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THE rise of the Omicron variant of Covid-19 is beginning to have an impact on passenger train operations, with delays to the introduction of new timetables, increasing number of face covering requirements and cancellation of services.
Netherlands Railways (NS) confirmed that from December 20 it would operate fewer trains in the evening, night and rush hour, and that the usual evening timetable would commence two hours earlier than usual. NS says passenger numbers in the evening have dropped following the Dutch government’s tightening of restrictions to curb the outbreak of the virus. NS says that before the new evening lockdown there was around 55% of pre-pandemic passenger numbers, but this has since dropped to 40%.
Belgian National Railways (SNCB) took the decision at the start of December to cancel around 100 of its 3800 daily trains due to rising staff illness or quarantine. The aim is to offer passengers a transparent timetable rather than cancellations. This affected both commuter and inter-city services. When the decision was made, SNCB said that passenger numbers had risen to around 80% of pre-Covid levels, but this had begun to decline, and had dropped to 70% by the start of the month.
The French government announced that anyone aged 12 and over entering one of its territories must present a negative PCR or antigen test of less than 24 or 48 hours depending on the country of origin. Strict regulations on who could travel from Britain to France have been introduced, affecting cross-Channel operator Eurostar, which had reported an upturn in ridership and service frequency prior to the latest restrictions.
In Britain, operators are encouraging the use of face masks. However, thousands of trains were reportedly being cancelled each day due to staff shortages caused by the pandemic. This situation was expected to worsen over the Christmas period. In Wales, an emergency timetable was introduced to combat an expected rise in staff shortages with around 10-15% of all services cancelled. TfW Rail said the situation would be regularly reviewed.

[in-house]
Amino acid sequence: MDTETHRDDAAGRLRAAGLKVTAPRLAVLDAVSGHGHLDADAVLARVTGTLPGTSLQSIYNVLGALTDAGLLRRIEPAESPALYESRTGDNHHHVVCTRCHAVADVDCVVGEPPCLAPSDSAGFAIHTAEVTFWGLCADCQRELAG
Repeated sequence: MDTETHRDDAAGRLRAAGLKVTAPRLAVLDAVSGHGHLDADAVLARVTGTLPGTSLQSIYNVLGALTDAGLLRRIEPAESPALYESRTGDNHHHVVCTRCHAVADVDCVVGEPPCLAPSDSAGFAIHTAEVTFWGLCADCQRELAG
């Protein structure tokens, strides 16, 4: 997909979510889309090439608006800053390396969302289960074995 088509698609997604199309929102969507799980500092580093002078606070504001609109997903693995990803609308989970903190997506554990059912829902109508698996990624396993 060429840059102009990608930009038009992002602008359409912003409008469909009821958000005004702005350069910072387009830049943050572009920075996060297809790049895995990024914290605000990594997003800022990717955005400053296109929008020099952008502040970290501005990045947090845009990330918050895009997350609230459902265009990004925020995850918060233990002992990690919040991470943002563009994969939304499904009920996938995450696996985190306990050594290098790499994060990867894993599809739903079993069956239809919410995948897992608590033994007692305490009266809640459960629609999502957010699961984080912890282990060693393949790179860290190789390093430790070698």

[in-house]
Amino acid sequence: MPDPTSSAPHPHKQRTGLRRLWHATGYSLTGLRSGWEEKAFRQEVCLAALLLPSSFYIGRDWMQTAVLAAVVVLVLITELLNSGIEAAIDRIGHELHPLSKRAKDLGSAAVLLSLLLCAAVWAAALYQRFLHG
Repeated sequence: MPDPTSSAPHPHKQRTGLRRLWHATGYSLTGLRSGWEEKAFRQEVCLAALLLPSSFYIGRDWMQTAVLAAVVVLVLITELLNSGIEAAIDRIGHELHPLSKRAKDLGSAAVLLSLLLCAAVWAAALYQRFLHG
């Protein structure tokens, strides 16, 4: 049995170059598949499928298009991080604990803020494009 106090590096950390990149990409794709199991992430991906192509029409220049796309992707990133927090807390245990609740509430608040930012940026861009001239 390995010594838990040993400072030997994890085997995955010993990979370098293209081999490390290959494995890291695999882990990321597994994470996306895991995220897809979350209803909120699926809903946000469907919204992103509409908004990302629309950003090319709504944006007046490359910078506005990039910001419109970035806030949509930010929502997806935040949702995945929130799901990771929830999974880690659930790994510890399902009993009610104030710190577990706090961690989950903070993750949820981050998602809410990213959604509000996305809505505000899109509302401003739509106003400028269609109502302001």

Austrian Federal Railways (ÖBB) was one of the first affected by the latest outbreak. However while Austria has entered a full lockdown, rail services continued operating with no planned reduction.
Coronavirus passes were introduced by Danish State Railways (DSB) following a recommendation from the Danish Epidemic Commission. Passengers without a pass were unable to travel. The measures came into effect at 08.00 on December 19 and are due to last until January 16. The government mandated the wearing of face masks on trains on November 29 after lifting all restrictions on September 13.
Norwegian authorities encouraged all passengers to wear facemasks onboard trains and indoors at stations, with social distancing also encouraged.
Finnish operator VR switched from recommending passengers should wear face coverings to enforcing the ruling from December 17.
Poland introduced a ruling that all international travellers arriving in the country from outside the European Union (EU) must provide a negative test result.
Ukraine Railways (UZ) requires passengers to only travel if they are fully vaccinated or have received at least one dose of the vaccine, and can also provide a negative PCR test result.
KiwiRail has confirmed it will not restart operating two of its regular scenic trains until mid-2022 due to the pandemic and the lack of travellers due to New Zealand’s closed borders. The services have been paused since August when restrictions were reintroduced due to a rise in the number of infections.
In a statement on December 19, China Railway said that high attention must be paid to “epidemic prevention and control” during the upcoming New Year’s Day and Spring Festival celebrations. Ms Liang Wannian, head of the expert group of the National Health Commission’s Epidemic Response and Disposal Work Leading Group, said large-scale population movements will risk the spread of infection but that generally China is safe.
The number of passengers travelling in 2022 is expected to be much higher than in 2021 according to Mr Wu Shiping, deputy director of the Ministry of Labour and Health of the National Railway Group. This means the epidemic prevention and control work was facing a greater challenge. “The railway department will coordinate the prevention and control of the epidemic and the organisation of transport for the Spring Festival transport… and strictly implement various epidemic prevention and control measures, and strive to provide a safe and healthy travel environment for the majority of passengers,” Shiping says.
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